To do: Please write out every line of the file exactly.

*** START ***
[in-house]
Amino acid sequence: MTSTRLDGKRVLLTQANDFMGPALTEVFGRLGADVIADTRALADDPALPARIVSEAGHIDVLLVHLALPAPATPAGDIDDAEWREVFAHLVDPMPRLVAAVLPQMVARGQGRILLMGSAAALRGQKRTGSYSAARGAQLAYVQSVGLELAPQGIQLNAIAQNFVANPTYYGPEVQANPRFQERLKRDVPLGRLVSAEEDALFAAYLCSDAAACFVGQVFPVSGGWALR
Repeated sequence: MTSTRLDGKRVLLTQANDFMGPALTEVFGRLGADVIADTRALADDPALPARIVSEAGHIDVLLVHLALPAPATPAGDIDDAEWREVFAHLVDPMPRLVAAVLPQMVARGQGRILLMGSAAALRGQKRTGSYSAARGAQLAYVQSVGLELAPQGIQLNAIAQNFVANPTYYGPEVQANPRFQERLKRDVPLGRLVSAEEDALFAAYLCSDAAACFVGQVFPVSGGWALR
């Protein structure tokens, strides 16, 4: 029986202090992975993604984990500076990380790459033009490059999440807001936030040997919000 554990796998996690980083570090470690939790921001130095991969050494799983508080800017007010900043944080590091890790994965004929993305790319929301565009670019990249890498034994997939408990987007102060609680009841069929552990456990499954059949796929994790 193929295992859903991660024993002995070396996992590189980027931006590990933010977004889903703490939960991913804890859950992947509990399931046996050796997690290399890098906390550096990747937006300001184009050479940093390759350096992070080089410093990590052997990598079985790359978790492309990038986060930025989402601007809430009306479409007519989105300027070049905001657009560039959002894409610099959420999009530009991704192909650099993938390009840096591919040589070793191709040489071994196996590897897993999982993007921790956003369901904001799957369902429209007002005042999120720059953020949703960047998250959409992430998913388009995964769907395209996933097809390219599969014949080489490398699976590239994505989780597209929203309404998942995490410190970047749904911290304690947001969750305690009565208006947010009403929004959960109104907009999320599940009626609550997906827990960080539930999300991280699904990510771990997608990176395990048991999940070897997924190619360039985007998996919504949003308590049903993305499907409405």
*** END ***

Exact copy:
[in-house]
Amino acid sequence: MTSTRLDGKRVLLTQANDFMGPALTEVFGRLGADVIADTRALADDPALPARIVSEAGHIDVLLVHLALPAPATPAGDIDDAEWREVFAHLVDPMPRLVAAVLPQMVARGQGRILLMGSAAALRGQKRTGSYSAARGAQLAYVQSVGLELAPQGIQLNAIAQNFVANPTYYGPEVQANPRFQERLKRDVPLGRLVSAEEDALFAAYLCSDAAACFVGQVFPVSGGWALR
Repeated sequence: MTSTRLDGKRVLLTQANDFMGPALTEVFGRLGADVIADTRALADDPALPARIVSEAGHIDVLLVHLALPAPATPAGDIDDAEWREVFAHLVDPMPRLVAAVLPQMVARGQGRILLMGSAAALRGQKRTGSYSAARGAQLAYVQSVGLELAPQGIQLNAIAQNFVANPTYYGPEVQANPRFQERLKRDVPLGRLVSAEEDALFAAYLCSDAAACFVGQVFPVSGGWALR
């Protein structure tokens, strides 16, 4: 029986202090992975993604984990500076990380790459033009490059999440807001936030040997919000 554990796998996690980083570090470690939790921001130095991969050494799983508080800017007010900043944080590091890790994965004929993305790319929301565009670019990249890498034994997939408990987007102060609680009841069929552990456990499954059949796929994790 193929295992859903991660024993002995070396996992590189980027931006590990933010977004889903703490939960991913804890859950992947509990399931046996050796997690290399890098906390550096990747937006300001184009050479940093390759350096992070080089410093990590052997990598079985790359978790492309990038986060930025989402601007809430009306479409007519989105300027070049905001657009560039959002894409610099959420999009530009991704192909650099993938390009840096591919040589070793191709040489071994196996590897897993999982993007921790956003369901904001799957369902429209007002005042999120720059953020949703960047998250959409992430998913388009995964769907395209996933097809390219599969014949080489490398699976590239994505989780597209929203309404998942995490410190970047749904911290304690947001969750305690009565208006947010009403929004959960109104907009999320599940009626609550997906827990960080539930999300991280699904990510771990997608990176395990048991999940070897997924190619360039985007998996919504949003308590049903993305499907409405």